doi:10.1093/brain/awq277
PMCID: PMC2965425  PMID: 20935035
mild cognitive impairment; amyloid imaging; magnetic resonance imaging; cerebrospinal fluid; Alzheimer’s disease biomarkers
7.  Relationships between biomarkers in aging and dementia 
Neurology  2009;73(15):1193-1199.
Background:
PET imaging using [18F]fluorodeoxyglucose (FDG) and [11C]Pittsburgh compound B (PIB) have been proposed as biomarkers of Alzheimer disease (AD), as have CSF measures of the 42 amino acid β-amyloid protein (Aβ1-42) and total and phosphorylated tau (t-tau and p-tau). Relationships between biomarkers and with disease severity are incompletely understood.
Methods:
Ten subjects with AD, 11 control subjects, and 34 subjects with mild cognitive impairment from the Alzheimer’s Disease Neuroimaging Initiative underwent clinical evaluation; CSF measurement of Aβ1-42, t-tau, and p-tau; and PIB-PET and FDG-PET scanning. Data were analyzed using continuous regression and dichotomous outcomes with subjects classified as “positive” or “negative” for AD based on cutoffs established in patients with AD and controls from other cohorts.
Results:
Dichotomous categorization showed substantial agreement between PIB-PET and CSF Aβ1-42 measures (91% agreement, κ = 0.74), modest agreement between PIB-PET and p-tau (76% agreement, κ = 0.50), and minimal agreement for other comparisons (κ <0.3). Mini-Mental State Examination score was significantly correlated with FDG-PET but not with PIB-PET or CSF Aβ1-42. Regression models adjusted for diagnosis showed that PIB-PET was significantly correlated with Aβ1-42, t-tau, and p-tau181p, whereas FDG-PET was correlated only with Aβ1-42.
Conclusions:
PET and CSF biomarkers of Aβ agree with one another but are not related to cognitive impairment. [18F]fluorodeoxyglucose-PET is modestly related to other biomarkers but is better related to cognition. Different biomarkers for Alzheimer disease provide different information from one another that is likely to be complementary.
GLOSSARY
β1-42 = 42 amino acid β-amyloid protein;
= Alzheimer disease;
= Alzheimer’s Disease Neuroimaging Initiative;
= Clinical Dementia Rating;
= confidence interval;
= [18F]fluorodeoxyglucose;
= mild cognitive impairment;
= Mini-Mental State Examination;
= magnetic resonance;
= [11C]Pittsburgh compound B;
= phosphorylated tau;
= receiver operating characteristic;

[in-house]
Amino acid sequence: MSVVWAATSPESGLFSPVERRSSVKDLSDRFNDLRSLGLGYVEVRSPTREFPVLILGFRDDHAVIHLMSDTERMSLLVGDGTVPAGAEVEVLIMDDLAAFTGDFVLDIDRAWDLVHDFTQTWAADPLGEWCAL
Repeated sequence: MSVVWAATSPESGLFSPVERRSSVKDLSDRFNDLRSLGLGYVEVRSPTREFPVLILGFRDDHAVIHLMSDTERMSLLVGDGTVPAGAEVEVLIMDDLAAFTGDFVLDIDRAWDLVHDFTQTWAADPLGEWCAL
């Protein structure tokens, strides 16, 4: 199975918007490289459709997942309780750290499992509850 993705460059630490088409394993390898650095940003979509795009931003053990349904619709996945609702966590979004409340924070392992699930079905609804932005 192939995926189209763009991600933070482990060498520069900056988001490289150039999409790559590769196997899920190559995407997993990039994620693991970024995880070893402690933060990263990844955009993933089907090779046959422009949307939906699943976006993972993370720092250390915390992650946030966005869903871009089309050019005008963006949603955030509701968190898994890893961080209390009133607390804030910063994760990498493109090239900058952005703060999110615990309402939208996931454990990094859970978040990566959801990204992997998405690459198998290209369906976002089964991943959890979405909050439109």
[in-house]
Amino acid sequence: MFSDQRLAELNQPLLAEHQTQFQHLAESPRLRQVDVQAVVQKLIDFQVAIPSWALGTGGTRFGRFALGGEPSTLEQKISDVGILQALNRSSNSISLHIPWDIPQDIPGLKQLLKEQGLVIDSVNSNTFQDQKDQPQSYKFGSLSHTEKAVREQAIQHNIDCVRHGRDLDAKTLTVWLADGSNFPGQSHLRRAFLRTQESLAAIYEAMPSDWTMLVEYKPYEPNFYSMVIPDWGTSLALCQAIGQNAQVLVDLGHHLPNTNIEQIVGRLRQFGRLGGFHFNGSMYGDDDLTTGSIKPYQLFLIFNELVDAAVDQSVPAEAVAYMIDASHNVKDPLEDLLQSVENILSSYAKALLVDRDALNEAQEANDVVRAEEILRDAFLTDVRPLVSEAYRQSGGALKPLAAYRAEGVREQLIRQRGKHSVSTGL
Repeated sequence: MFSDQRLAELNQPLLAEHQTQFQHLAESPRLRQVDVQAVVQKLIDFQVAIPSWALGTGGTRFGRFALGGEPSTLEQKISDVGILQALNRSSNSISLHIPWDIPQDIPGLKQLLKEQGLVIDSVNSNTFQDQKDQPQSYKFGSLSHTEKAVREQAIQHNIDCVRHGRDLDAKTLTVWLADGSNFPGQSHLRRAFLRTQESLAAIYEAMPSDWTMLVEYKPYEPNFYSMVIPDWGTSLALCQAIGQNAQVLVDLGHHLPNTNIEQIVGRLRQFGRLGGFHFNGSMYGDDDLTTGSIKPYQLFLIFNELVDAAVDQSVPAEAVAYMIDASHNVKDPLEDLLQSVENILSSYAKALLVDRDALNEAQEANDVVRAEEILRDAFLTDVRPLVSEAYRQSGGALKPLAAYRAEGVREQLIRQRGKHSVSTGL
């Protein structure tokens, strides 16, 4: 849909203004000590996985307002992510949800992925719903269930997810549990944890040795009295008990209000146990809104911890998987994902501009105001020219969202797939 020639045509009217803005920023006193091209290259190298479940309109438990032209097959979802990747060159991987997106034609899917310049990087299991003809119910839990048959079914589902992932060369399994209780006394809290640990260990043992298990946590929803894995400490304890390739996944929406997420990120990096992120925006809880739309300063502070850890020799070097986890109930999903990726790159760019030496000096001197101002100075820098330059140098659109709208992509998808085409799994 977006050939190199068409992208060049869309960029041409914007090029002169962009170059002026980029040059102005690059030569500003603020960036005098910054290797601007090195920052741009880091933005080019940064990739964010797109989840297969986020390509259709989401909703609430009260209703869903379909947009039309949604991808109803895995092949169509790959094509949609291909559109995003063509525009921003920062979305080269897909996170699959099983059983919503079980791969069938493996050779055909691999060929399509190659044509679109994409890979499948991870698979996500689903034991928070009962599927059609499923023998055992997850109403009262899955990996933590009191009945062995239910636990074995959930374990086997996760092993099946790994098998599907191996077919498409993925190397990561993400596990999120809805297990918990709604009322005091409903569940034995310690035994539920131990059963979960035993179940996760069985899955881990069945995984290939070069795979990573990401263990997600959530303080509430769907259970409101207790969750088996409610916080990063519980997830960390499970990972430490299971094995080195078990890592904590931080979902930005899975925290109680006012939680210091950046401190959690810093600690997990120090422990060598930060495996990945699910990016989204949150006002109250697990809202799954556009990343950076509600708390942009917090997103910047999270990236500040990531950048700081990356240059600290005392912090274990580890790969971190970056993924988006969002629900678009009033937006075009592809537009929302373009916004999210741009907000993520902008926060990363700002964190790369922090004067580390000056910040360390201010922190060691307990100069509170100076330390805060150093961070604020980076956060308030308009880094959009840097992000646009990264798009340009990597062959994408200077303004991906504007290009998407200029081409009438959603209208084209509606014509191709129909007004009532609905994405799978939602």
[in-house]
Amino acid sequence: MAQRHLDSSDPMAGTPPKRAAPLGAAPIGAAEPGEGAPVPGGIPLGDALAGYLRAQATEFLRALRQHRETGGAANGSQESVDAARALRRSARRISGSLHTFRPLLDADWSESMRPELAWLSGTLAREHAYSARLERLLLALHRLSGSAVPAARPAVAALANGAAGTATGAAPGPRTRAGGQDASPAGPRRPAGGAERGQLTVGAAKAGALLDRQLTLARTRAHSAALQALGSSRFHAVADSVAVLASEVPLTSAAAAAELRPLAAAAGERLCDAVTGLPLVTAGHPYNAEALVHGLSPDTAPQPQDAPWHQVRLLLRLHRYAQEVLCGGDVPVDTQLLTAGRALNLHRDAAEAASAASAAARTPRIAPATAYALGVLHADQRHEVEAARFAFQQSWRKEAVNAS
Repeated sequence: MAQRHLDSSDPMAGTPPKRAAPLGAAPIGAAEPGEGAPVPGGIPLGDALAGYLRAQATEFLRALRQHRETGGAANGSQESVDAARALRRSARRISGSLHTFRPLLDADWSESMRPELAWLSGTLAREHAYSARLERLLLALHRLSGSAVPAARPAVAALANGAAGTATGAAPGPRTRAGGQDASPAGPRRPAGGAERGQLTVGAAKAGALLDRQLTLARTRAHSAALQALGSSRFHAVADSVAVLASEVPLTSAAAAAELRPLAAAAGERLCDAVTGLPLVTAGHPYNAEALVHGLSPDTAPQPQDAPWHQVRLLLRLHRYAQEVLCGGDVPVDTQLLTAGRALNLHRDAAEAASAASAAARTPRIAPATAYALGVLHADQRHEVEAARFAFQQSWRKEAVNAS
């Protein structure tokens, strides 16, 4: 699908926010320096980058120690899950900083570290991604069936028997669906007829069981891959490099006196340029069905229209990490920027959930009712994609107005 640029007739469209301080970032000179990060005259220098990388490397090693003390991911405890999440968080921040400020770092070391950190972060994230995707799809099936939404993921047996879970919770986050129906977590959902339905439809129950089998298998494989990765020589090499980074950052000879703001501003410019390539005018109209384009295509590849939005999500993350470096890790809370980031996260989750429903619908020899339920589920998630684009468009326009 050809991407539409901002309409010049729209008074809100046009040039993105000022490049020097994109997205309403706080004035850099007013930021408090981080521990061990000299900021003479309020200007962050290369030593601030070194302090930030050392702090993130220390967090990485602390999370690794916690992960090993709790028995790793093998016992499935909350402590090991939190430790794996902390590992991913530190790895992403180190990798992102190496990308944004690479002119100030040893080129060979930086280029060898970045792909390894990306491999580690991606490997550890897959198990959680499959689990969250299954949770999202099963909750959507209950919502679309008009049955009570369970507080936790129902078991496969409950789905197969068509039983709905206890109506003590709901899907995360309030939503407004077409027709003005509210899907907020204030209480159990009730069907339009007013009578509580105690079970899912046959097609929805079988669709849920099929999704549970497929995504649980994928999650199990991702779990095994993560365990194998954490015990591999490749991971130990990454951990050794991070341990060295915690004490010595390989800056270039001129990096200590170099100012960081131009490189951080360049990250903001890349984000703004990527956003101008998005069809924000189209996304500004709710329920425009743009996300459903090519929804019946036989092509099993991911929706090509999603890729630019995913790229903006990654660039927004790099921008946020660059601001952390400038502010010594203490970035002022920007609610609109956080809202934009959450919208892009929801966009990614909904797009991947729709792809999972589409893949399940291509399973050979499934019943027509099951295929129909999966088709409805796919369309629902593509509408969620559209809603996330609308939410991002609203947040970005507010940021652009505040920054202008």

= region of interest;
= standardized uptake value ratio;
= total tau;
= Wechsler Memory Scale–Revised.
doi:10.1212/WNL.0b013e3181bc010c
PMCID: PMC2764726  PMID: 19822868
8.  Biomarker-based prediction of progression in MCI: Comparison of AD signature and hippocampal volume with spinal fluid amyloid-β and tau 
Objective: New diagnostic criteria for mild cognitive impairment (MCI) due to Alzheimer's disease (AD) have been developed using biomarkers aiming to establish whether the clinical syndrome is likely due to underlying AD. We investigated the utility of magnetic resonance imaging (MRI) and cerebrospinal fluid (CSF) biomarkers in predicting progression from amnesic MCI to dementia, testing the hypotheses that (1) markers of amyloid and neurodegeneration provide distinct and complementary prognostic information over different time intervals, and that (2) evidence of neurodegeneration in amyloid-negative MCI individuals would be useful prognostically.
Methods: Data were obtained from the ADNI-1 (Alzheimer's Disease Neuroimaging Initiative Phase 1) database on all individuals with a baseline diagnosis of MCI, baseline MRI and CSF data, and at least one follow-up visit. MRI data were processed using a published set of a priori regions of interest to derive a measure known as the ``AD signature,'' as well as hippocampal volume. The CSF biomarkers amyloid-β, total tau, and phospho tau were also examined. We performed logistic regression analyses to identify the best baseline biomarker predictors of progression to dementia over 1 or 3 years, and Cox regression models to test the utility of these markers for predicting time-to-dementia.
Results: For prediction of dementia in MCI, the AD signature cortical thickness biomarker performed better than hippocampal volume. Although CSF tau measures were better than CSF amyloid-β at predicting dementia within 1 year, the AD signature was better than all CSF measures at prediction over this relatively short-term interval. CSF amyloid-β was superior to tau and AD signature at predicting dementia over 3 years. When CSF amyloid-β was dichotomized using previously published cutoff values and treated as a categorical variable, a multivariate stepwise Cox regression model indicated that both the AD signature MRI marker and the categorical CSF amyloid-β marker were useful in predicting time-to-event diagnosis of AD dementia.